Journey to Wellness in Indian Country: "We're always watching"
At 4pm on Friday, March 27th, just at the beginning of the COVID-19 pandemic and national shut-downs, the chairman of the of the Mashpee Wampanoag Tribe got a phone call from the Bureau of Indian Affairs.
But instead of the offer of help he was expecting, he was told the Department of the Interior was taking their land out of trust.
The Harvard Crimson reports "the U.S. has not taken land out of trust since the 1950s, and the consequences of doing so are devastating. The tribe will no longer have sovereign control over its land, and its government and social services will have to be dissolved in the midst of a pandemic. While the tribe will still technically own their 321 acres, they no longer have the trust protections that keep any of their land from being taken away."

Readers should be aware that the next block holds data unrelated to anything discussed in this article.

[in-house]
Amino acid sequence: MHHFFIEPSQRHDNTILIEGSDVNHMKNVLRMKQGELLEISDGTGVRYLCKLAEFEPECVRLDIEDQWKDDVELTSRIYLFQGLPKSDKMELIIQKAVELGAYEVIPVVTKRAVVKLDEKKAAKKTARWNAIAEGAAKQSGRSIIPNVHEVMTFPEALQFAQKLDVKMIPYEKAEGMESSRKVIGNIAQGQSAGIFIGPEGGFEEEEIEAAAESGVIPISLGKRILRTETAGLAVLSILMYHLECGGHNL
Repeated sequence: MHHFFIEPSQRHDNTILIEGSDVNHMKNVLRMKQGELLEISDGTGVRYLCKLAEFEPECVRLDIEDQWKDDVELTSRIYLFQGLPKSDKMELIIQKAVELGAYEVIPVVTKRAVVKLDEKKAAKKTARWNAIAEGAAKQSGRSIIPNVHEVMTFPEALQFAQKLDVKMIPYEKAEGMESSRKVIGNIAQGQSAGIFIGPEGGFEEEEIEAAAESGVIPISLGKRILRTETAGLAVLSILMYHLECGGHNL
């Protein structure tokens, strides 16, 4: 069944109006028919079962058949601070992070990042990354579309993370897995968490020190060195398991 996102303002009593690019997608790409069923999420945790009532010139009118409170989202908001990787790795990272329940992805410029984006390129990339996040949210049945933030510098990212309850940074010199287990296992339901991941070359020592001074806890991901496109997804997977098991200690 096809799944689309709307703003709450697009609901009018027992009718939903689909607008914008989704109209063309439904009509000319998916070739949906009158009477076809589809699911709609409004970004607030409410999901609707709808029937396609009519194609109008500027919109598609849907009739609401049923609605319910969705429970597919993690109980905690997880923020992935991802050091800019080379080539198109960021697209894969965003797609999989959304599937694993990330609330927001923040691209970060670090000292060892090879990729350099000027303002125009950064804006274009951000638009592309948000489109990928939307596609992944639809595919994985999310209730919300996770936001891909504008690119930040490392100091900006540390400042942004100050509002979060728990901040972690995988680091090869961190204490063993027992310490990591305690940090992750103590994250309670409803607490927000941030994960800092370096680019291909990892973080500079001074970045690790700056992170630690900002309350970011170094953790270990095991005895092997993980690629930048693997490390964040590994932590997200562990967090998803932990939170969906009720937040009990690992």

UMD's Tadd Johnson served as a tribal attorney for more than 20 years, and has also served as a tribal court judge and administrator. He is nationally recognized in the area of Native American Law and we spoke to him to find out more about where - and why this decision came from, and what effect it could have on tribes in Minnesota and Wisconsin.
(You can watch The Washington Post's recording of Trump's testimony from 1993 here)